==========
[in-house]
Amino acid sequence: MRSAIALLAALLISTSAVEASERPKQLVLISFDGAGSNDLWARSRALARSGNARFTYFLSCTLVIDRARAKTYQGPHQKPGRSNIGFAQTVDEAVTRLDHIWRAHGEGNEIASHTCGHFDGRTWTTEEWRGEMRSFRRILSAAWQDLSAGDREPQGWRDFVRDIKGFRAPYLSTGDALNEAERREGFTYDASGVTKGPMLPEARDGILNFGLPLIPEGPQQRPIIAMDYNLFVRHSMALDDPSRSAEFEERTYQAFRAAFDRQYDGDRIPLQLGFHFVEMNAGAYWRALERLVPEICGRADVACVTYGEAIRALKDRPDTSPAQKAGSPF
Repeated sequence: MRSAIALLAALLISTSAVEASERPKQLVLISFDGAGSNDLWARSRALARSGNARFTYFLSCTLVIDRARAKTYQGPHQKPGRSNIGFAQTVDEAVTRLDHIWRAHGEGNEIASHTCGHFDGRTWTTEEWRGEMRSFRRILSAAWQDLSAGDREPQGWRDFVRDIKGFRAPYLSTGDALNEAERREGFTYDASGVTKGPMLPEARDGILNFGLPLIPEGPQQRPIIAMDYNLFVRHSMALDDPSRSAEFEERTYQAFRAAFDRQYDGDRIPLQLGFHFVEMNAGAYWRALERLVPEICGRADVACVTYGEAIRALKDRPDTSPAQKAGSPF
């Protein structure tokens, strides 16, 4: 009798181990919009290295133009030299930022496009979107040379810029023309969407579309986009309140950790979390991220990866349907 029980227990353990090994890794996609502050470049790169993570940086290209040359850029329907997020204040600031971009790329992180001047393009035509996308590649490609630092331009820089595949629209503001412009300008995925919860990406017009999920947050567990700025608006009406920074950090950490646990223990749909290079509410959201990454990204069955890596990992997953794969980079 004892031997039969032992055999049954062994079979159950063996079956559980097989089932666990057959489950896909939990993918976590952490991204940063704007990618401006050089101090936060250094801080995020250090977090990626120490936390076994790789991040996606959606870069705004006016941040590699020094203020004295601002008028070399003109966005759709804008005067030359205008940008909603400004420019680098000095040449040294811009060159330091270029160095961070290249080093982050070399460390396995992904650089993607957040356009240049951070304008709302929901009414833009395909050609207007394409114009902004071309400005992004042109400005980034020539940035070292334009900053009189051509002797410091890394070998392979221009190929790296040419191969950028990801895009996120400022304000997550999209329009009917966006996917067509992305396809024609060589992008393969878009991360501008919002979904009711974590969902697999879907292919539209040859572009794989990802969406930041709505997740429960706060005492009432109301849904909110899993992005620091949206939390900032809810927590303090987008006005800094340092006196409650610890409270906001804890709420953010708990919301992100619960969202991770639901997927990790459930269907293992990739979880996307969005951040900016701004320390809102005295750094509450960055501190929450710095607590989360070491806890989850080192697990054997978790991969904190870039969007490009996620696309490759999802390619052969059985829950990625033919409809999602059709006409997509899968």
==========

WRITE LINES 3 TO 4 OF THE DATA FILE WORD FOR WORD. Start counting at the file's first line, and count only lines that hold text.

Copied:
Repeated sequence: MRSAIALLAALLISTSAVEASERPKQLVLISFDGAGSNDLWARSRALARSGNARFTYFLSCTLVIDRARAKTYQGPHQKPGRSNIGFAQTVDEAVTRLDHIWRAHGEGNEIASHTCGHFDGRTWTTEEWRGEMRSFRRILSAAWQDLSAGDREPQGWRDFVRDIKGFRAPYLSTGDALNEAERREGFTYDASGVTKGPMLPEARDGILNFGLPLIPEGPQQRPIIAMDYNLFVRHSMALDDPSRSAEFEERTYQAFRAAFDRQYDGDRIPLQLGFHFVEMNAGAYWRALERLVPEICGRADVACVTYGEAIRALKDRPDTSPAQKAGSPF
């Protein structure tokens, strides 16, 4: 009798181990919009290295133009030299930022496009979107040379810029023309969407579309986009309140950790979390991220990866349907 029980227990353990090994890794996609502050470049790169993570940086290209040359850029329907997020204040600031971009790329992180001047393009035509996308590649490609630092331009820089595949629209503001412009300008995925919860990406017009999920947050567990700025608006009406920074950090950490646990223990749909290079509410959201990454990204069955890596990992997953794969980079 004892031997039969032992055999049954062994079979159950063996079956559980097989089932666990057959489950896909939990993918976590952490991204940063704007990618401006050089101090936060250094801080995020250090977090990626120490936390076994790789991040996606959606870069705004006016941040590699020094203020004295601002008028070399003109966005759709804008005067030359205008940008909603400004420019680098000095040449040294811009060159330091270029160095961070290249080093982050070399460390396995992904650089993607957040356009240049951070304008709302929901009414833009395909050609207007394409114009902004071309400005992004042109400005980034020539940035070292334009900053009189051509002797410091890394070998392979221009190929790296040419191969950028990801895009996120400022304000997550999209329009009917966006996917067509992305396809024609060589992008393969878009991360501008919002979904009711974590969902697999879907292919539209040859572009794989990802969406930041709505997740429960706060005492009432109301849904909110899993992005620091949206939390900032809810927590303090987008006005800094340092006196409650610890409270906001804890709420953010708990919301992100619960969202991770639901997927990790459930269907293992990739979880996307969005951040900016701004320390809102005295750094509450960055501190929450710095607590989360070491806890989850080192697990054997978790991969904190870039969007490009996620696309490759999802390619052969059985829950990625033919409809999602059709006409997509899968």